In David Eldridge's lovely new play, one might expect the word "violence" rather than "kindness". But when you've started to lose the plot - as the protagonist, Joey, has - even generous impulses can be misconstrued or lead to nasty, unintended consequences. A kiss of consolation given to a bereaved mother may be read as taking advantage of her vulnerability. Advice to a bullied black child that maybe he should stick up for himself more may result in a fatal knifing.
The play is beautifully structured. It flits backwards and forwards in time so that we have often witnessed an effect before we encounter the probable cause. Joey (a superbly natural Shaun Dingwall) is an ordinary guy who begins to crack up after the death of his mother and his father's hasty co-habitation with her nurse. Kate, his fiancée (Kellie Bright), cannot cope with Joey's insulting and destructive response to the idea of medical help, or his worsening obsessions, and ends the relationship. His father seethes with shame.
There may be echoes of Hamlet here, but the Dane never sought to purge his sickness of soul by community work, as Joey does. It's there that he meets Trevor (an attractively understated Heshima Thompson), the black child with the problem with bullies.
Incomplete Acts uses the paradoxical but very effective strategy of offering you access to a bewildered and well-meaning soul, rather than just crib notes to a piece of cut-and-dried sociology. Sean Holmes's excellent production - which is performed with just a few chairs on a bare set of dark, glaucous hues - communicates to perfection the play's temporal fluidity and verbal echoes, and the poetic structure that leaves Joey, at the end, at four contrasting points of departure.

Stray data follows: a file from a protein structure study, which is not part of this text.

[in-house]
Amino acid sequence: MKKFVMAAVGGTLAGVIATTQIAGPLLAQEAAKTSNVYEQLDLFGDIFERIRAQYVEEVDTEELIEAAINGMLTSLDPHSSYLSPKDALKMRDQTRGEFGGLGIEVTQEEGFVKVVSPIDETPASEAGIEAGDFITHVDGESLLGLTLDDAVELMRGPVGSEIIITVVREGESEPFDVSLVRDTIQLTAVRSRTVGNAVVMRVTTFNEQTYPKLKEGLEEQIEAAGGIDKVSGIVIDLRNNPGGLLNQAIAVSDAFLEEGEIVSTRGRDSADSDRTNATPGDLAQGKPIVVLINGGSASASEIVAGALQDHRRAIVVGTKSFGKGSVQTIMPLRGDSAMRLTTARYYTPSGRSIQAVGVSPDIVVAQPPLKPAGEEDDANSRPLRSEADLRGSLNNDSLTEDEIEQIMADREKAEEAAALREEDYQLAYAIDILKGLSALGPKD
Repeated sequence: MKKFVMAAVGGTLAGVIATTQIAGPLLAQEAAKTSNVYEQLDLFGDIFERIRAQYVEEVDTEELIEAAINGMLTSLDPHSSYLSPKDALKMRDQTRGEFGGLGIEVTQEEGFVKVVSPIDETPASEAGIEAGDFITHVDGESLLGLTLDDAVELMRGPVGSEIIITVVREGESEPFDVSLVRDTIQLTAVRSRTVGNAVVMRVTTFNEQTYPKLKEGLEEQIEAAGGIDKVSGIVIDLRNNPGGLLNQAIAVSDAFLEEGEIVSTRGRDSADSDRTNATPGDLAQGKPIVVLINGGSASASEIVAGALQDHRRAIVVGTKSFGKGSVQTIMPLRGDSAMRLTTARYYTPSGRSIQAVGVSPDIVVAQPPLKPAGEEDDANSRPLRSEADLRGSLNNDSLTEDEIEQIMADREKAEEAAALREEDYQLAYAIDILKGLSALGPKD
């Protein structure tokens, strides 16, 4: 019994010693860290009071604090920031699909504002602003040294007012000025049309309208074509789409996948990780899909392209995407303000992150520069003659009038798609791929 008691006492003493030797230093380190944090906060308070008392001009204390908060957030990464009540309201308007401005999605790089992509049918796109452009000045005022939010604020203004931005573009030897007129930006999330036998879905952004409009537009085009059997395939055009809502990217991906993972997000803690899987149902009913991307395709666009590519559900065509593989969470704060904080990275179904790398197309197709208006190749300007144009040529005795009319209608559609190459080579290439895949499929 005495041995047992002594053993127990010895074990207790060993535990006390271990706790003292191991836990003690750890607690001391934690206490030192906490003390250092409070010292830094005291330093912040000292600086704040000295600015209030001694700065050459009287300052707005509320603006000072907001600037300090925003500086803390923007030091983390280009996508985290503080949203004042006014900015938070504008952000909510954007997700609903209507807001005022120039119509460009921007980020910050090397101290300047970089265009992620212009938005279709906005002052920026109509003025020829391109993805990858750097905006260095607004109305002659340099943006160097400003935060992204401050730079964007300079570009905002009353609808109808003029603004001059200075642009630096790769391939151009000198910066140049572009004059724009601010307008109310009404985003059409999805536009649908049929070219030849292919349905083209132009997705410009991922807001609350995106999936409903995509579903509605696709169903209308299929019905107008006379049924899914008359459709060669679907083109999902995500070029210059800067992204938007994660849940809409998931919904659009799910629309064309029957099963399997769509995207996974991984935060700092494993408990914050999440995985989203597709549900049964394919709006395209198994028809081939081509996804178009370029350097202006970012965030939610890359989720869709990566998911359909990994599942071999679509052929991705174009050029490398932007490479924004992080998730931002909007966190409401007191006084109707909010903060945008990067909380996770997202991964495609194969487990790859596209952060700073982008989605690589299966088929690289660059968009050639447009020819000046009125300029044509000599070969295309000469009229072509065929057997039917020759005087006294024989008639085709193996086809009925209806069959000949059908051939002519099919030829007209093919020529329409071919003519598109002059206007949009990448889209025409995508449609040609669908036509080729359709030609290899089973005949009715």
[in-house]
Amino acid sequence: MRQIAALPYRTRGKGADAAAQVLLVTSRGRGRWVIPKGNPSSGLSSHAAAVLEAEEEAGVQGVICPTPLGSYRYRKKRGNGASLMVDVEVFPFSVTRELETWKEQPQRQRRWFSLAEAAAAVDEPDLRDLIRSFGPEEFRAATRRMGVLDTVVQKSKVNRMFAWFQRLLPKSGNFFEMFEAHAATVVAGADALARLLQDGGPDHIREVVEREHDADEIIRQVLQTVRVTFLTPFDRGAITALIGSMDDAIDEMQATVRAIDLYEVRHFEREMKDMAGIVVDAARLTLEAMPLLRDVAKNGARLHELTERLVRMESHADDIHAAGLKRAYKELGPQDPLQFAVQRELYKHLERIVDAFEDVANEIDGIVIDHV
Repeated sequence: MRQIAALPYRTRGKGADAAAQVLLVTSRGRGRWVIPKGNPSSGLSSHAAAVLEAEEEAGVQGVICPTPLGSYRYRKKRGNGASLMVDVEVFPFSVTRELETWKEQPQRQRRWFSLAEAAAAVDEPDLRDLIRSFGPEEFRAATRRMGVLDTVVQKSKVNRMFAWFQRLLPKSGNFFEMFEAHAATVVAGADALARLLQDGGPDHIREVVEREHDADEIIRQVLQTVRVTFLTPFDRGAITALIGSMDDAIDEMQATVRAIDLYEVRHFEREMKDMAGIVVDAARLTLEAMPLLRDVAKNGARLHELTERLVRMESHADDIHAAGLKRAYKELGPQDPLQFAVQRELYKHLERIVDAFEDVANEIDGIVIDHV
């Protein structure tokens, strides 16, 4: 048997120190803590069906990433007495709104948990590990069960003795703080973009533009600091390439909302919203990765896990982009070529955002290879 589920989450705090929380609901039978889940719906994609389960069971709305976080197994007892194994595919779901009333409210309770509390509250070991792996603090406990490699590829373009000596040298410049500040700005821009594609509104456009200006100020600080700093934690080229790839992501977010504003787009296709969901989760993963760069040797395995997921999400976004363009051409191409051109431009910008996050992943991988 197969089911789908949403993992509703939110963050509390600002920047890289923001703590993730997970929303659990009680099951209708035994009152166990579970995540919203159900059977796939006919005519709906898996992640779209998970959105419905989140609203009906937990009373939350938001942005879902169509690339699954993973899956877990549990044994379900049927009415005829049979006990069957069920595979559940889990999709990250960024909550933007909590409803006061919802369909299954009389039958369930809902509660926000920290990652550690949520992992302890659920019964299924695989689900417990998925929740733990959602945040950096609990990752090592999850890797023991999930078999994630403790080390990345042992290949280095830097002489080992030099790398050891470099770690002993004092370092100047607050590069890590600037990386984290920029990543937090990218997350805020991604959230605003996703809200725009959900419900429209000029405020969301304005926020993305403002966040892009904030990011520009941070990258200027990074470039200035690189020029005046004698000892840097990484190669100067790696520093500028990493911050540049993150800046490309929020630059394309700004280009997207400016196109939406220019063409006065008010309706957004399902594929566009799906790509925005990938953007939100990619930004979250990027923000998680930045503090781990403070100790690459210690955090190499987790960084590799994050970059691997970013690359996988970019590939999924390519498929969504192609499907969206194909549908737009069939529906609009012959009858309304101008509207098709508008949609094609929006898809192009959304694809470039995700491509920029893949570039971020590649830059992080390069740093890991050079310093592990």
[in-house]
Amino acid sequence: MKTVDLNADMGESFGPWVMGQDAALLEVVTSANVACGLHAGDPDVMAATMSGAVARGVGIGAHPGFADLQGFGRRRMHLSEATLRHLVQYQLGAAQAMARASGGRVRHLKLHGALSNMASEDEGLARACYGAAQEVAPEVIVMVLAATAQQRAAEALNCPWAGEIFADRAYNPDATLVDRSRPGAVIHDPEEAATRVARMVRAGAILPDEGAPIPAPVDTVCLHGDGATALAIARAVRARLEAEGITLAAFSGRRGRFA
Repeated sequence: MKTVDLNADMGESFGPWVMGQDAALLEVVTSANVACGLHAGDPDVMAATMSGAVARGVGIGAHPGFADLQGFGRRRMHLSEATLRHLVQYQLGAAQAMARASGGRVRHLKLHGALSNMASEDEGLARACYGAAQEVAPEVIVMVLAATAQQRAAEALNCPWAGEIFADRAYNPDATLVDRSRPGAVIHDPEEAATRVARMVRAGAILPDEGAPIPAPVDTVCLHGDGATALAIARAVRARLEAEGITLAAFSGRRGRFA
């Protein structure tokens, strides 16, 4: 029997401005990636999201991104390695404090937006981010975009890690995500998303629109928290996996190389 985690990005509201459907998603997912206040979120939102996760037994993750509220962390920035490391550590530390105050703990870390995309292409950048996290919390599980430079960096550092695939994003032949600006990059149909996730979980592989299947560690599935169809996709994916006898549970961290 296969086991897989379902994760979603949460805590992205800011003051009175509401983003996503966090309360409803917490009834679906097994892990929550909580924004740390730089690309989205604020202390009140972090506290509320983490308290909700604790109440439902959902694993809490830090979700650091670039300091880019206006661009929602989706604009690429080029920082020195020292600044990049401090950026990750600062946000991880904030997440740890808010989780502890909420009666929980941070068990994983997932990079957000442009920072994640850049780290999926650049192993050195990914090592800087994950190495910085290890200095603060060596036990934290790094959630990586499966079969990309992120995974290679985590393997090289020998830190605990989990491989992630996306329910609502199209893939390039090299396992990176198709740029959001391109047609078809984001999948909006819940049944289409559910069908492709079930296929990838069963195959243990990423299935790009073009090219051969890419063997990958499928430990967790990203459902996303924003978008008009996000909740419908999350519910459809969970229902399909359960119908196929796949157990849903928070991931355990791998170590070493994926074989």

More violence is threatened at the Hampstead Theatre, where a small police presence stood guard on the opening night of Dennis Kelly's new play. It was thought that the mere name - Osama the Hero - might provoke unrest. But the evening passed without incident. Offstage, at any rate. Onstage, in Anthony Clark's hypnotically involving and sharply acted production, it was a different matter.
Osama is granted his titular status by Gary (the excellent Tom Brooke), a teenage schoolboy who can't bring himself to believe in any of the usual suspects when asked to prepare a presentation for his class on a contemporary hero. Instead, Gary chooses to extol the merits of Bin Laden. Osama gave away his vast personal fortune. He, himself, fought, unlike Western leaders. And despite being in one of the world's poorest regions, no one has turned him in for the $15m reward. You can see why these features of Bin Laden might appeal. But it's the features of the man that Gary doesn't bring into play that are the worry.
Unfortunately for this boy, his presentation coincides with a bout of dustbins and garages being blown up on the council estate where he lives. Before he knows where he is, Gary is taken captive in a garage and has his teeth smashed out because he won't confess to a motley gang that he is a terrorist.
Sometimes, the heightened quality of Kelly's rampantly imaginative writing rings false. Gary seems to be either slow or subtle to suit the playwright's needs; dopey one moment and capable of using words like "epiphany" the next. But the form of the play - which includes dialogue, the antiphonal intercutting of some scenes, arresting monologues, and artfully converging storylines - is always fresh and interesting, and the desire to find some particle of human hope in this mess is admirable morally, if not always well executed.
'Incomplete and Random Acts of Kindness' runs until 28 May (020-7565 5000); 'Osama the Hero' runs until 11 June (020-7722 9301)Reuse content